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The AAPDs clinical guideline recommends dental amalgam for: 1. Class I restorations in primary and permanent teeth; 2. Class II restorations in primary molars where the preparation does not extend beyond the proximal line angles; 3. Class II restorations in permanent molars and premolars; 4. Class V restorations in primary and permanent posterior teeth. Were this important restorative material (amalgam) not available, there would be a significant impact on cost and access to care. A 2007 peer-reviewed study examined the impact of partial and full bans on the use of dental amalgam, finding that: Without amalgam, the average price of restorations would go from $278 to $330 (an 18.7 percent increase); As the prices increased, they estimated there would be 15,444,021 fewer restorations each year; A ban on amalgam would increase the use of crowns and composite resins, both of which are more expensive; Even limiting the ban to children would mean an increase of $1.1 billion the first year and $13 billion over a 15-year period. 4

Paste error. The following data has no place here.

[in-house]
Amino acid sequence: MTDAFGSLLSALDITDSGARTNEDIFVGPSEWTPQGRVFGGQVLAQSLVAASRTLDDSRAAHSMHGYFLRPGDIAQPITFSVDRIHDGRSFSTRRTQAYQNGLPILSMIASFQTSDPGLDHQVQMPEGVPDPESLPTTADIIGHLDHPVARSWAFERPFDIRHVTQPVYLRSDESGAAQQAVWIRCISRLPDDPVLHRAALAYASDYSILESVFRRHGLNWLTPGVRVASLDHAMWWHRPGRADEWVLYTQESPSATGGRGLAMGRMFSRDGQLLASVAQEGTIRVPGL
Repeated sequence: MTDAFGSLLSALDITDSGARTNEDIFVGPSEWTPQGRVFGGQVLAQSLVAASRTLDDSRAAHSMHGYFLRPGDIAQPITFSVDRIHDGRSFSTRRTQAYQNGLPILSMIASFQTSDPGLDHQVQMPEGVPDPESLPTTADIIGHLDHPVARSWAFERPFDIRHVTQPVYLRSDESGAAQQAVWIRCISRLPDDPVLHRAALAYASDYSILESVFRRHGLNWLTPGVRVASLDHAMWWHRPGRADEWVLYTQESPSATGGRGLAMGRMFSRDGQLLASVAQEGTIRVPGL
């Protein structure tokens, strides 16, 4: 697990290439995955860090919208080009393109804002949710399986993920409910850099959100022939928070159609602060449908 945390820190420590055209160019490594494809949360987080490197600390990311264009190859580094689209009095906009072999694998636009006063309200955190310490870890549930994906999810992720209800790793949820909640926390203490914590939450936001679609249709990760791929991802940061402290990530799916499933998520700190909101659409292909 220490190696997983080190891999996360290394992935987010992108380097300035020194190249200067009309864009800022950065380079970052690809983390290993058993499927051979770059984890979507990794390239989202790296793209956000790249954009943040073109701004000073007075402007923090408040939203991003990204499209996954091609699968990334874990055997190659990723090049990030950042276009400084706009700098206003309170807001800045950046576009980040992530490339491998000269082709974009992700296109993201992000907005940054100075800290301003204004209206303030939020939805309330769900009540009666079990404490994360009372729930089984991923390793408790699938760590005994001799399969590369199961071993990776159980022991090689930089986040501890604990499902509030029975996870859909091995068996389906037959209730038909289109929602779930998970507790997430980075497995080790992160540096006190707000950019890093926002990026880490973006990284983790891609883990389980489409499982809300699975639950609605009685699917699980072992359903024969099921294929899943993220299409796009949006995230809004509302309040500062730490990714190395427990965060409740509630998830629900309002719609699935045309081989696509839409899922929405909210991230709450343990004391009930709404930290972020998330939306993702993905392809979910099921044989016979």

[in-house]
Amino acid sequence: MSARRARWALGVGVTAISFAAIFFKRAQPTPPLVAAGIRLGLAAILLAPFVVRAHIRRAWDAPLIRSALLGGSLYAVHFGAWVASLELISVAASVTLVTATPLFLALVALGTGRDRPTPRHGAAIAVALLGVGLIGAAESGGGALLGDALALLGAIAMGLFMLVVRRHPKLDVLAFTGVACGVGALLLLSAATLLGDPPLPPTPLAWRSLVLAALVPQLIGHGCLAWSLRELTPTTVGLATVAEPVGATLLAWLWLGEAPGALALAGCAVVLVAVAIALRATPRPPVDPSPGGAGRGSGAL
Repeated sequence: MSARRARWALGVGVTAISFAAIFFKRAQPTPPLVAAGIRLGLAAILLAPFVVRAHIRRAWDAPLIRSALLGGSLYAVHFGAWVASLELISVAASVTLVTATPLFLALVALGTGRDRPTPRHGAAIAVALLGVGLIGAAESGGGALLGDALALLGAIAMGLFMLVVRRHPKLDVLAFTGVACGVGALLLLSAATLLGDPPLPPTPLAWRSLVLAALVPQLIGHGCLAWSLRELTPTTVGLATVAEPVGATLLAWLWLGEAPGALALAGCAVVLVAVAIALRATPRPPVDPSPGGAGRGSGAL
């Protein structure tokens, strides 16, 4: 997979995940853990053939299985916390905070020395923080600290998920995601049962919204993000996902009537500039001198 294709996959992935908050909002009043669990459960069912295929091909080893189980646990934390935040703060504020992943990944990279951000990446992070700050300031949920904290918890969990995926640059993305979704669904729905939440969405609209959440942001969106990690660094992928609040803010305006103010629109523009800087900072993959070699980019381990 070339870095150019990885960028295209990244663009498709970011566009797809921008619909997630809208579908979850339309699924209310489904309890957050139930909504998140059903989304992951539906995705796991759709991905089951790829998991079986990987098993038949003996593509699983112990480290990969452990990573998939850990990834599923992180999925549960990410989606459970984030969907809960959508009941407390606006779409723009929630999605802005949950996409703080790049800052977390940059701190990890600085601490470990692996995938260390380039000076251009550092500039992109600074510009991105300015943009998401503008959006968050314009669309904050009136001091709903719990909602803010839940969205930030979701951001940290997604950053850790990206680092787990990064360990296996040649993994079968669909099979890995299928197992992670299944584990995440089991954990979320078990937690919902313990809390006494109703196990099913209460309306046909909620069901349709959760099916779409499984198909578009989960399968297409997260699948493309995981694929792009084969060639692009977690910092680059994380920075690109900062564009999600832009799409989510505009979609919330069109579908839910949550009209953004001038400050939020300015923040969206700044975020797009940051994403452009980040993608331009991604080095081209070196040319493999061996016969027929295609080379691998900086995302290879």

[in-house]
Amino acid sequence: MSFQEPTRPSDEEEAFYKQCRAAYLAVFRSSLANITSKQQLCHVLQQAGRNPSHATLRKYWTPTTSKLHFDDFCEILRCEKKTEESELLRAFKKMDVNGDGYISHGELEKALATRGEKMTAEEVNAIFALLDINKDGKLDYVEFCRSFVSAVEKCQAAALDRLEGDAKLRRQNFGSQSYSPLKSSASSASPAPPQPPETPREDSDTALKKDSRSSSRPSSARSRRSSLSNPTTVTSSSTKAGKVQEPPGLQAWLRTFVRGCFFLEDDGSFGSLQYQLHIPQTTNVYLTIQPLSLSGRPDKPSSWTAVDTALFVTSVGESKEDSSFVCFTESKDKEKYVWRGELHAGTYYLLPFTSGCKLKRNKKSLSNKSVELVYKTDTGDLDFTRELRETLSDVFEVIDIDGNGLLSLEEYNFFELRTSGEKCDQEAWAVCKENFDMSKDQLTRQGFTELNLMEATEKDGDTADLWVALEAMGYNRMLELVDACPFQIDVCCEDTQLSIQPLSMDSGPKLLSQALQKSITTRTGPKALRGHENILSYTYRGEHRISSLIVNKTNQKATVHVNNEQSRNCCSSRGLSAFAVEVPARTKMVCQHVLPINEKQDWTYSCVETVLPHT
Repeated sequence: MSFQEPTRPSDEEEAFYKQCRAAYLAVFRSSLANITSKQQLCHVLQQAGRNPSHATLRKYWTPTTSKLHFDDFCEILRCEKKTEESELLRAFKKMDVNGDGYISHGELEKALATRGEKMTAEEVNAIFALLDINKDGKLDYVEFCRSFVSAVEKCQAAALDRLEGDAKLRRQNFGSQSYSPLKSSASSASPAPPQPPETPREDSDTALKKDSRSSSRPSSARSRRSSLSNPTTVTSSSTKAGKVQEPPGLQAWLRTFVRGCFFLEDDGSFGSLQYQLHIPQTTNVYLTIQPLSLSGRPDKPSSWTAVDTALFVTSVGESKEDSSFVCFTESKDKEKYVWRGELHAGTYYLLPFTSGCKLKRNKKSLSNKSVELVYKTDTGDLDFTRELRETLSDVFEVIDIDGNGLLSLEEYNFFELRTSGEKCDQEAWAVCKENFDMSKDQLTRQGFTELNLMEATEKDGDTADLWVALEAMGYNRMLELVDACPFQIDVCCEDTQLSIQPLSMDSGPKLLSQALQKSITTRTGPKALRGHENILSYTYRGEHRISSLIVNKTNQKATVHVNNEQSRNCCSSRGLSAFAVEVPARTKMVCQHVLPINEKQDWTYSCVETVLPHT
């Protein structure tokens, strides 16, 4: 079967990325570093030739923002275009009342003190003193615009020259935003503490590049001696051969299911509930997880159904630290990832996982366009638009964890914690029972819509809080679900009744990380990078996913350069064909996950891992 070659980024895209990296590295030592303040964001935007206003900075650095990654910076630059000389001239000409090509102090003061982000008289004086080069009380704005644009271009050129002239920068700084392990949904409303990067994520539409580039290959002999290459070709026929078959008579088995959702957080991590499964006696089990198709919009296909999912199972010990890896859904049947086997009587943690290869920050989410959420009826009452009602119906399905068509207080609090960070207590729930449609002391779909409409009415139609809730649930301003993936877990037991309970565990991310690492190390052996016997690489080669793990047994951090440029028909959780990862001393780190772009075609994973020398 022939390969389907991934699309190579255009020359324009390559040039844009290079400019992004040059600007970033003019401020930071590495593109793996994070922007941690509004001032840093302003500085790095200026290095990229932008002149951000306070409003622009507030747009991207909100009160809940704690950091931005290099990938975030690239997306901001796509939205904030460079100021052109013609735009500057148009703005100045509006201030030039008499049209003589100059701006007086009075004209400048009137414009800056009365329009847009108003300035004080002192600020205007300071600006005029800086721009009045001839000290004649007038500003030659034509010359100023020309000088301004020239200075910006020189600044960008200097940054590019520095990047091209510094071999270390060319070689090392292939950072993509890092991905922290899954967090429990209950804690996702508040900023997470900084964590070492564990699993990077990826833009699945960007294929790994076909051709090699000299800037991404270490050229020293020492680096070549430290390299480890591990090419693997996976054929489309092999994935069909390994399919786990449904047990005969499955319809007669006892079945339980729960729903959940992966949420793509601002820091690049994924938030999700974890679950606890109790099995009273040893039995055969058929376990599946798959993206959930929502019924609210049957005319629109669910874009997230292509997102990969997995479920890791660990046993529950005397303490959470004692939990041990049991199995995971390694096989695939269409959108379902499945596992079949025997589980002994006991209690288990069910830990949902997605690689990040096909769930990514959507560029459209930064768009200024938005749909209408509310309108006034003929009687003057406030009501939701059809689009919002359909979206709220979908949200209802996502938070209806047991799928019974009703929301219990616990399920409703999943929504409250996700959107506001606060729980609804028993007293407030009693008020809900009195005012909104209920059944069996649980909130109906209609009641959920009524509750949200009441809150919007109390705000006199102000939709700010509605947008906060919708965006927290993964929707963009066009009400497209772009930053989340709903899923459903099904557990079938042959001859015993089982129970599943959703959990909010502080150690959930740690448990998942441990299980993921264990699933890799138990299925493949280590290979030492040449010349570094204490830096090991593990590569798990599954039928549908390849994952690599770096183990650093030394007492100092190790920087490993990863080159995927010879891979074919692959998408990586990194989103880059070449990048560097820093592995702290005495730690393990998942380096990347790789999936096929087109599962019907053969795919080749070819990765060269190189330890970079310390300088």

The Science Supporting Amalgam Safety is Strong and Compelling Those who support an outright ban on dental amalgam ignore or fail to understand the science supporting the conclusion that it remains a safe treatment option. Typically, they rely on non-peer-reviewed articles, studies that do not comply with Good Clinical Practice (GCP), or on studies which focus solely on sub-clinical effects at the cellular level, ignoring the dearth of evidence that amalgam causes humans any harm. This overwhelming support of dental amalgam safety is further evidenced by the recent literature update conducted by the American Dental Associations (ADA) Council on Scientific Affairs, which is included in their written comments. A few key recent studies or literature reviews merit special attention. A 2008 review of the evidence conducted by a Scientific Committee of the European Commission addressed safety concerns for patients, professionals